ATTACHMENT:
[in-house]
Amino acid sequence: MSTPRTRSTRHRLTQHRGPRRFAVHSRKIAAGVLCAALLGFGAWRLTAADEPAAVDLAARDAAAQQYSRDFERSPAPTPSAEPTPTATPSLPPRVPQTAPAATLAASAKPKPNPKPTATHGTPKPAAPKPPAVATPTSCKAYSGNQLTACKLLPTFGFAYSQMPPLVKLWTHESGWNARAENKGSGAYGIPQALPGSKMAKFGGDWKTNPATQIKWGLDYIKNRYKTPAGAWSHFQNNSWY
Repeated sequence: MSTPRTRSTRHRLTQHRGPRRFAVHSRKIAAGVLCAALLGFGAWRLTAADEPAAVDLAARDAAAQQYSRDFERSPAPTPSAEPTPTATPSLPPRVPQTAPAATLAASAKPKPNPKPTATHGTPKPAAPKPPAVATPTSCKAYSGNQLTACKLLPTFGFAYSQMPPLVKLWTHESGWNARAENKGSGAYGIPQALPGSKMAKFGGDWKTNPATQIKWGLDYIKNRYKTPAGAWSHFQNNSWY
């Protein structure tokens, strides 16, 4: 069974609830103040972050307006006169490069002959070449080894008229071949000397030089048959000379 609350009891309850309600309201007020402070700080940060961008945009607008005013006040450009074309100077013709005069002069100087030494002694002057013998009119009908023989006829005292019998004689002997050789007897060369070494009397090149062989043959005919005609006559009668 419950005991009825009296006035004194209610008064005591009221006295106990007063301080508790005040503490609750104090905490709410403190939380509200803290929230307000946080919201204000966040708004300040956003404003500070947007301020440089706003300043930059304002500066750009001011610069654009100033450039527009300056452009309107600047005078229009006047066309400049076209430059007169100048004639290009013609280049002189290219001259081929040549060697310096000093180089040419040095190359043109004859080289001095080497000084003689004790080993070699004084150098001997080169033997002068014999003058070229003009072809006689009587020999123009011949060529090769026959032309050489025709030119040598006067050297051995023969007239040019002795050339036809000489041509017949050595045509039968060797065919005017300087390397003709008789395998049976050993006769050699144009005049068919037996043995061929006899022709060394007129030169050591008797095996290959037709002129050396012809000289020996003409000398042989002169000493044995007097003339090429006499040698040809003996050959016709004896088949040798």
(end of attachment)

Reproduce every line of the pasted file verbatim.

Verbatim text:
[in-house]
Amino acid sequence: MSTPRTRSTRHRLTQHRGPRRFAVHSRKIAAGVLCAALLGFGAWRLTAADEPAAVDLAARDAAAQQYSRDFERSPAPTPSAEPTPTATPSLPPRVPQTAPAATLAASAKPKPNPKPTATHGTPKPAAPKPPAVATPTSCKAYSGNQLTACKLLPTFGFAYSQMPPLVKLWTHESGWNARAENKGSGAYGIPQALPGSKMAKFGGDWKTNPATQIKWGLDYIKNRYKTPAGAWSHFQNNSWY
Repeated sequence: MSTPRTRSTRHRLTQHRGPRRFAVHSRKIAAGVLCAALLGFGAWRLTAADEPAAVDLAARDAAAQQYSRDFERSPAPTPSAEPTPTATPSLPPRVPQTAPAATLAASAKPKPNPKPTATHGTPKPAAPKPPAVATPTSCKAYSGNQLTACKLLPTFGFAYSQMPPLVKLWTHESGWNARAENKGSGAYGIPQALPGSKMAKFGGDWKTNPATQIKWGLDYIKNRYKTPAGAWSHFQNNSWY
């Protein structure tokens, strides 16, 4: 069974609830103040972050307006006169490069002959070449080894008229071949000397030089048959000379 609350009891309850309600309201007020402070700080940060961008945009607008005013006040450009074309100077013709005069002069100087030494002694002057013998009119009908023989006829005292019998004689002997050789007897060369070494009397090149062989043959005919005609006559009668 419950005991009825009296006035004194209610008064005591009221006295106990007063301080508790005040503490609750104090905490709410403190939380509200803290929230307000946080919201204000966040708004300040956003404003500070947007301020440089706003300043930059304002500066750009001011610069654009100033450039527009300056452009309107600047005078229009006047066309400049076209430059007169100048004639290009013609280049002189290219001259081929040549060697310096000093180089040419040095190359043109004859080289001095080497000084003689004790080993070699004084150098001997080169033997002068014999003058070229003009072809006689009587020999123009011949060529090769026959032309050489025709030119040598006067050297051995023969007239040019002795050339036809000489041509017949050595045509039968060797065919005017300087390397003709008789395998049976050993006769050699144009005049068919037996043995061929006899022709060394007129030169050591008797095996290959037709002129050396012809000289020996003409000398042989002169000493044995007097003339090429006499040698040809003996050959016709004896088949040798």